I'm 27, been working full time the past 6 years, summer jobs off and on for 5 years before that, and I've just recently realized that I have basically no idea what I'm doing when it comes to my retirement savings.
Ever since I got my first job, my older brother encouraged me to contribute the max contribution limit to a traditional IRA CD each year, or at least as much as I could afford, so that's what I've been doing most of the years that I've worked. I haven't really been keeping track of these accounts at all, though. I've just been lazily throwing my bank statements in a box. Sometimes renewal notices come in, and I don't even bother to see if I could be moving that money into a higher-yield account. They just go right into the cardboard black hole of shame, lol.
Anxiety/depression is mostly to blame here. I'm working on that, too. Dealing with money still does cause me quite a bit of anxiety, but only in the sense that I feel like I'll have to justify all of my financial decisions to other people. This may make early retirement a more difficult decision for me.
I realized a couple of years ago that I had never looked at my 401k, either. I think my contribution was set at like 1-3% by default, so I bumped that up to 12%.
I just recently realized I can contribute a lot more than that, up to $18,000 a year, which I could easily afford to do. I guess I should just shoot for the maximum, or maybe put that money in an index fund instead? I don't really know.
So, I'm making my way through the box of shame right now, trying to figure out what to do going forward. My portfolio is as follows:
$36,000 in IRA CDs (some of the returns have been pathetically low. I'll need to figure out how/when/where to transfer these)
$31,000 in my 401k (90% stocks, 10% bonds right now. I just set it to whatever Vanguard recommended)
$40,000 in a money marking savings account (it earned, uhh... $2.50 in interest last year :/ )
$100,000 in my primary checking account (yikes :( I need to do something about that NOW)
The debit card number associated with that account was stolen last year, too, which makes this my #1 priority. Fortunately, my bank caught it very quickly, reissued a new card, and I lost nothing.
Annual salary (before tax): $76,000
Annual spending $36,000
Never been in debt, and no plans for a mortgage any time soon. I'm renting an apartment now, and plan on renting a house soon.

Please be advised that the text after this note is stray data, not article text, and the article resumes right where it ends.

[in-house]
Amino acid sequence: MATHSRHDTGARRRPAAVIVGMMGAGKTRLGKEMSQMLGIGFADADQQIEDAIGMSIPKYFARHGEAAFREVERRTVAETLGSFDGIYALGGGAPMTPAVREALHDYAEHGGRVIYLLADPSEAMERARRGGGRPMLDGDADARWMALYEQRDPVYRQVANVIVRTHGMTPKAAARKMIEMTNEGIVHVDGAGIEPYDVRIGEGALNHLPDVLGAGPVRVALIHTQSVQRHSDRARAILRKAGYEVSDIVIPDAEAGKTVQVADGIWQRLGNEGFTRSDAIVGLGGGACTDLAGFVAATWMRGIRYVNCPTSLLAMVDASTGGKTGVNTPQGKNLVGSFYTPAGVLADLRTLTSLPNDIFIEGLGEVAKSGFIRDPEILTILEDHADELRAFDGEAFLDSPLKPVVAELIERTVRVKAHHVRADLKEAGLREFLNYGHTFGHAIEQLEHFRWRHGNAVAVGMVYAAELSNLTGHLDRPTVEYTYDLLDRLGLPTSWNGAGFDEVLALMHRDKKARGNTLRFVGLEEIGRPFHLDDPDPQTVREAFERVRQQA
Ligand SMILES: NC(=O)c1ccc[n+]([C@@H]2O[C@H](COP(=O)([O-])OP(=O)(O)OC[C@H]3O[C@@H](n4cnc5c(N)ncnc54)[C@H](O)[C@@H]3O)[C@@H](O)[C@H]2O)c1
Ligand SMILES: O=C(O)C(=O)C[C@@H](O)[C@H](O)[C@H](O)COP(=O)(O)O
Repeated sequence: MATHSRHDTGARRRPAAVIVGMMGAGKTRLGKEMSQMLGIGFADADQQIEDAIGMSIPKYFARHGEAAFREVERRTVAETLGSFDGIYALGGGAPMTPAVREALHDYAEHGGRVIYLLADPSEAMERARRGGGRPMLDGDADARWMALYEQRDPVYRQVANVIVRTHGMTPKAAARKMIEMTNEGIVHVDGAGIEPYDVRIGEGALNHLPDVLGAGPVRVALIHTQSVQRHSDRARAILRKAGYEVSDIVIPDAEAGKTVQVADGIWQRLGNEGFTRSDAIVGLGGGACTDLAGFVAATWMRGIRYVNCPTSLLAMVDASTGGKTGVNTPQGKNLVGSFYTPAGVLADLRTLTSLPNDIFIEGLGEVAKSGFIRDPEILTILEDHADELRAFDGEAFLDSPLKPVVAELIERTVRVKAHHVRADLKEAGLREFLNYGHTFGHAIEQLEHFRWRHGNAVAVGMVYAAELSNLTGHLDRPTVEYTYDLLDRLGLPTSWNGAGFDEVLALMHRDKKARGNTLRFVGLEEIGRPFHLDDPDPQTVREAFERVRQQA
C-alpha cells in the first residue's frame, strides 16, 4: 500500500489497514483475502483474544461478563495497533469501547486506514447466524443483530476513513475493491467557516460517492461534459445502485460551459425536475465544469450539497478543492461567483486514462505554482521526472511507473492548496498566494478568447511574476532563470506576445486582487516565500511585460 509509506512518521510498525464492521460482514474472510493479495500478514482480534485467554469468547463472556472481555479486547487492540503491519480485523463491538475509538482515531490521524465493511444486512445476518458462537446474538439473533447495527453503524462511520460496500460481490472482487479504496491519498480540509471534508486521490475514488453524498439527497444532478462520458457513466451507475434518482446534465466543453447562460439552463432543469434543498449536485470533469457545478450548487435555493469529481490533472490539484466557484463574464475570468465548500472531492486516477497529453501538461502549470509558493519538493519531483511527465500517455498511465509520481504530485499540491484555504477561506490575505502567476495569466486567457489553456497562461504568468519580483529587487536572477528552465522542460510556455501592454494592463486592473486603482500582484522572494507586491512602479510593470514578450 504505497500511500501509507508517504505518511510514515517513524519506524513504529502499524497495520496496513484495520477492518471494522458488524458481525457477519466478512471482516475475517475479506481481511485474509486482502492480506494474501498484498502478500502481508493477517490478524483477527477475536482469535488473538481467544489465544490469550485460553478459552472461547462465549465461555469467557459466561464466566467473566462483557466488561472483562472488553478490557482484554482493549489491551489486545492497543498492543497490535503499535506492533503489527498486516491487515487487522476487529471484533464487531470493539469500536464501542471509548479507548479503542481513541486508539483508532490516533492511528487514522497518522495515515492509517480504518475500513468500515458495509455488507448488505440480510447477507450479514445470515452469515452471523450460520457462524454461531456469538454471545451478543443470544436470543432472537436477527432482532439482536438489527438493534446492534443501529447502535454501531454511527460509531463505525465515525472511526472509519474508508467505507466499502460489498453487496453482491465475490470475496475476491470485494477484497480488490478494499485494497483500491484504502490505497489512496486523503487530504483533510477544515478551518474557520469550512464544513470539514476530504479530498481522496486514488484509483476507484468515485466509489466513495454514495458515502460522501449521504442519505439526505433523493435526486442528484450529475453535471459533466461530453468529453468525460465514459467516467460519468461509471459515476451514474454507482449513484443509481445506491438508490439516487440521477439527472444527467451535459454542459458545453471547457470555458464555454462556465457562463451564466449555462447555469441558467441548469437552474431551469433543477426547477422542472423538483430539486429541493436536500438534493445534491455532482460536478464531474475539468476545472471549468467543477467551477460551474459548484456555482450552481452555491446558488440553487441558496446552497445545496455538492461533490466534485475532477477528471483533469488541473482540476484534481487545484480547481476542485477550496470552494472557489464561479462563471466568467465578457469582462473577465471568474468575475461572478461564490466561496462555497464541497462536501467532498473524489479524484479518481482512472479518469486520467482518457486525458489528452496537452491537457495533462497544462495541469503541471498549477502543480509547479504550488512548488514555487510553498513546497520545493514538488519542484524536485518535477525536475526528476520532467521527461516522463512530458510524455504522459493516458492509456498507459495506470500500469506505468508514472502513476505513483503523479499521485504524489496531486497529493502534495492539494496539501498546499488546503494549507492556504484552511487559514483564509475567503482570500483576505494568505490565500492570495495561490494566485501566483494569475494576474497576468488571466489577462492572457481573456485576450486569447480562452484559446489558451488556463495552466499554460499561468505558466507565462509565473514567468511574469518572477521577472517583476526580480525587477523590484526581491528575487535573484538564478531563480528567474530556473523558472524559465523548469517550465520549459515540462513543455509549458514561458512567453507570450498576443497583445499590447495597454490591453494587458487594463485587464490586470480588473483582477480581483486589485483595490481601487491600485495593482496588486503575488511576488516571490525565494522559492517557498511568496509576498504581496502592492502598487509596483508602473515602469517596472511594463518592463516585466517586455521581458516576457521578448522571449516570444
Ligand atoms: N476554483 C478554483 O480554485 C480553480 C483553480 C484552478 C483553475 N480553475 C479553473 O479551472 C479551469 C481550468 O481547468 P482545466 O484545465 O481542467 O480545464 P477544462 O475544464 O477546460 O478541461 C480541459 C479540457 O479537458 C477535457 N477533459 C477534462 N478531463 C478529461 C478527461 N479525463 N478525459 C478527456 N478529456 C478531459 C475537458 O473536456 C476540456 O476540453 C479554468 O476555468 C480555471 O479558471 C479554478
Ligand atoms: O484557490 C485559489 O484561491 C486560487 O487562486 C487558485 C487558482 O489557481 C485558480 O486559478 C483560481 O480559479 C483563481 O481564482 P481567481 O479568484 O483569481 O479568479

I just recently got my first secured credit card, so I can start building credit, like adults are apparently supposed to do, lol.
There's some kind of gamified incentive point system that my health insurance company is doing, and I've been missing out on that free money for years, around $800 per year. I'll have to do better about that, too and finally get around to finding a primary care physician.
Spouse/kids? Nope, never had any desire for either of those things. Hey, what can I say, I'm a Single Pringle :P
I'd like to retire as early as possible, but I'm not really sure what age range I should target, what kind of nest egg I could reasonably expect to have, or what my worst-case scenario of potentially high medical expenses and all-time low stock returns would look like. I've tried plugging some numbers into various retirement calculators, but it's hard to know what inputs to use. For instance, Vanguard thinks I'll need 85% of my income in retirement. I just can't see my expenses ever being that high, but I guess it depends largely on cost of living, medical fees, house payments, etc.
I have a lot of post-retirement plans: travel, mountain biking, freelance software development (possibly for profit, and on a "whenever I feel like it" basis), writing music (just for fun, not necessarily for profit), volunteering at nursing homes, more travel (btw, "a lot" of travel for me would be like 3 to 4 weeks out of the year, usually camping or visiting relatives)
I think I'm doing pretty well in my savings right now, I guess, but it just stresses me out not knowing what exactly I'm doing with my money, or how much I'm losing out on by not investing it. I really wish I were taught this stuff in school. I think I would be a lot less confused right now.